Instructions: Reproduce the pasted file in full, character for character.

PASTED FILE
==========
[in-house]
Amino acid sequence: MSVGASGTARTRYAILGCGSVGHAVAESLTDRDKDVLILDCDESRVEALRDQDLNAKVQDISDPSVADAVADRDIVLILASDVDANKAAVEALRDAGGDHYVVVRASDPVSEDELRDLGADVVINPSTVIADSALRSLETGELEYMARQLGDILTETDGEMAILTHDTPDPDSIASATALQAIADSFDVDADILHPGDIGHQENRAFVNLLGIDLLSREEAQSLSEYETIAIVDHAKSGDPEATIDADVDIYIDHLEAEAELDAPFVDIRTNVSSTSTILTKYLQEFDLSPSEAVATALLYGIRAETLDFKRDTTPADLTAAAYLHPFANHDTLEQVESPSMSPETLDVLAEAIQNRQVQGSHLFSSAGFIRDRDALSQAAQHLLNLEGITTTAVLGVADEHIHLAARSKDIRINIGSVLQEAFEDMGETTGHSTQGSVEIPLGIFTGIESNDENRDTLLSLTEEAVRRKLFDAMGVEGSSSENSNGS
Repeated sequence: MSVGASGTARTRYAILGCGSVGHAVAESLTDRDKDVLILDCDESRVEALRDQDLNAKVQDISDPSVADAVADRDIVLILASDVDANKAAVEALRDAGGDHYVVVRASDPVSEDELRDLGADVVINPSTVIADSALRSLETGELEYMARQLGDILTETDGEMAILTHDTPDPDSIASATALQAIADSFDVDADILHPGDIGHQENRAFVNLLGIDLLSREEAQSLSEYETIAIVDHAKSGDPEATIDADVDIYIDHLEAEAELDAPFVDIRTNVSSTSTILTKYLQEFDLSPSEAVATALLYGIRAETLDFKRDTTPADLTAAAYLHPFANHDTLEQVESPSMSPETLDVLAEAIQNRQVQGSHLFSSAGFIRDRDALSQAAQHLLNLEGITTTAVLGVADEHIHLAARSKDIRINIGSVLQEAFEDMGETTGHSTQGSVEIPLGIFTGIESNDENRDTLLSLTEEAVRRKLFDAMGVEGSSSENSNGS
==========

[in-house]
Amino acid sequence: MSVGASGTARTRYAILGCGSVGHAVAESLTDRDKDVLILDCDESRVEALRDQDLNAKVQDISDPSVADAVADRDIVLILASDVDANKAAVEALRDAGGDHYVVVRASDPVSEDELRDLGADVVINPSTVIADSALRSLETGELEYMARQLGDILTETDGEMAILTHDTPDPDSIASATALQAIADSFDVDADILHPGDIGHQENRAFVNLLGIDLLSREEAQSLSEYETIAIVDHAKSGDPEATIDADVDIYIDHLEAEAELDAPFVDIRTNVSSTSTILTKYLQEFDLSPSEAVATALLYGIRAETLDFKRDTTPADLTAAAYLHPFANHDTLEQVESPSMSPETLDVLAEAIQNRQVQGSHLFSSAGFIRDRDALSQAAQHLLNLEGITTTAVLGVADEHIHLAARSKDIRINIGSVLQEAFEDMGETTGHSTQGSVEIPLGIFTGIESNDENRDTLLSLTEEAVRRKLFDAMGVEGSSSENSNGS
Repeated sequence: MSVGASGTARTRYAILGCGSVGHAVAESLTDRDKDVLILDCDESRVEALRDQDLNAKVQDISDPSVADAVADRDIVLILASDVDANKAAVEALRDAGGDHYVVVRASDPVSEDELRDLGADVVINPSTVIADSALRSLETGELEYMARQLGDILTETDGEMAILTHDTPDPDSIASATALQAIADSFDVDADILHPGDIGHQENRAFVNLLGIDLLSREEAQSLSEYETIAIVDHAKSGDPEATIDADVDIYIDHLEAEAELDAPFVDIRTNVSSTSTILTKYLQEFDLSPSEAVATALLYGIRAETLDFKRDTTPADLTAAAYLHPFANHDTLEQVESPSMSPETLDVLAEAIQNRQVQGSHLFSSAGFIRDRDALSQAAQHLLNLEGITTTAVLGVADEHIHLAARSKDIRINIGSVLQEAFEDMGETTGHSTQGSVEIPLGIFTGIESNDENRDTLLSLTEEAVRRKLFDAMGVEGSSSENSNGS